By Regina Connell.
There are people who talk a good game. There are people who change the game. And there are people who chuck the game out completely and start again.
Such a game chucker is Kavita Parmar, co-founder of the IOU Project, which has the potential to up-end the apparel industry in the same way that FedEx changed the face of logistics, e-commerce, and pretty much everything else. The IOU Project website (brilliant) and clothes (yes, great designs) provide ample evidence of how this might be done.
In a nutshell, Kavita’s figured out a way to bring the artisan back into the apparel industry–at a price point everyone can live with.
Now this isn’t about the bold but naive ideas of some wide-eyed innocent. Kavita is an industry pro who combines canny smarts and a generosity of spirit that just won’t give up.
Born in India, now residing in Spain, Kavita started as a fashion designer and entrepreneur at an early age, acquiring the Indian license for Osh Kosh B Gosh. She opened 14 stores, and sold the business two years later.
She founded her own fashion line and grew it globally…but along the way, she had some epiphanies. There was, of course, the recognition that traditional mass fashion apparel business is profoundly exploitative (sweatshops, inhumane factories, nasty environmental impacts, and the disappearance of artisan skills and jobs). But the even more profound insight was that this exploitative system was also deeply inefficient. (Think deep discounts, outlet stores, the massive amounts spent on marketing.)
So Kavita, refusing to think small, created the IOU Project. It’s a great example of systems thinking, of not just looking for a feel-good solution to a problem but tackling the really tough stuff. And by creating a platform she’s enabling others–even Big Apparel–to change the way they do business. And that’s the Big Idea we’re so excited about.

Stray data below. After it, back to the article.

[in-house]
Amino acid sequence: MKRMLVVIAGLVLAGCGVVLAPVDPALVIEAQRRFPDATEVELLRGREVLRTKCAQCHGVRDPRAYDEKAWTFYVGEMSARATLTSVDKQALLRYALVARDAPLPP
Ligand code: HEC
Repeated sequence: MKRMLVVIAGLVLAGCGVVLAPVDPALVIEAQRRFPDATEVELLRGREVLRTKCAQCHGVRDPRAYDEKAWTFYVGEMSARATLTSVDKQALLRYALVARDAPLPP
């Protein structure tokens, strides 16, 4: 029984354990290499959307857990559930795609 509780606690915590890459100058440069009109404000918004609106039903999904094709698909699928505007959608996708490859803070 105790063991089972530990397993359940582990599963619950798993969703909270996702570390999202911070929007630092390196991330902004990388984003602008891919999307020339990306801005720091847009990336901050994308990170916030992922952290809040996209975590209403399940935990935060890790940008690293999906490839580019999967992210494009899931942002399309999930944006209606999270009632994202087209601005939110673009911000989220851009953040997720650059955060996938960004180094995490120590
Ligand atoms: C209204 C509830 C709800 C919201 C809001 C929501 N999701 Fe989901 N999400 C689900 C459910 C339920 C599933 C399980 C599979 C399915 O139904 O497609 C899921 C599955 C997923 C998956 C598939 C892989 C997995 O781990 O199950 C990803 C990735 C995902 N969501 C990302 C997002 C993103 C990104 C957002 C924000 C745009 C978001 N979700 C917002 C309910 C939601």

How did IOU come to be? The current fashion system does not nurture Big Design (not just making pretty things but truly designing the ecosystem around their production methods to make them sustainable).
Nor does it protect excellent craftsmanship or artisanship.
It was about making things faster and cheaper, not better. So we decided to do a small experiment in our own flagship store in Madrid by creating a collection which was made keeping in mind the needs of the artisans and at the same time creating a unique product that would give the client something really well crafted just for them.
How does IOU work? We work with artisans who hand weave the fabrics, and have created a system whereby each fabric is traced back to individual artisans who are part of the project. These fabrics are then turned into unique individual pieces by craftsmen in Europe.
When a customer purchases and then receives the piece through the IOU Project site, they’ll find that each piece has a QR code. Each code takes the final customer back to the artisans involved in making that piece. Using the code, we encourage the customer to upload their picture wearing that piece to complete the story. (Real life example: an artisan in India weaves fabric…and a woman in the US buys an IOU scarf made out of that fabric. She posts an image of herself wearing that scarf in front of the White House on the IOU site. The textile weaver becomes local heroine. Bring out the hankies.)
IOU has also been rethinking commerce, too. Commerce is not just the buying and selling of goods but also a way to bring together people who celebrate uniqueness, artisanship and good design. So you can also apply to become one of our Trunk Show Hosts and select pieces for your virtual trunk which you can share with your friends and followers on social networks. Each piece sold gives you a sliding commission (20%, 15% 12.5%) that you can keep for yourself, offer as a discount to friends or give back to the artisan who made the piece. And you support the prosperity cycle.
What’s in it for consumers, clothing companies, and the artisans? Customers get an authentic, unique product at a great price point. And you are no longer just that a consumer but what we call part of our involved community. You don’t just know where your item was made, you know by whom. You can see how your buying the piece affects these peoples lives and you can further get involved by talking about and curating the collection as a trunk show host.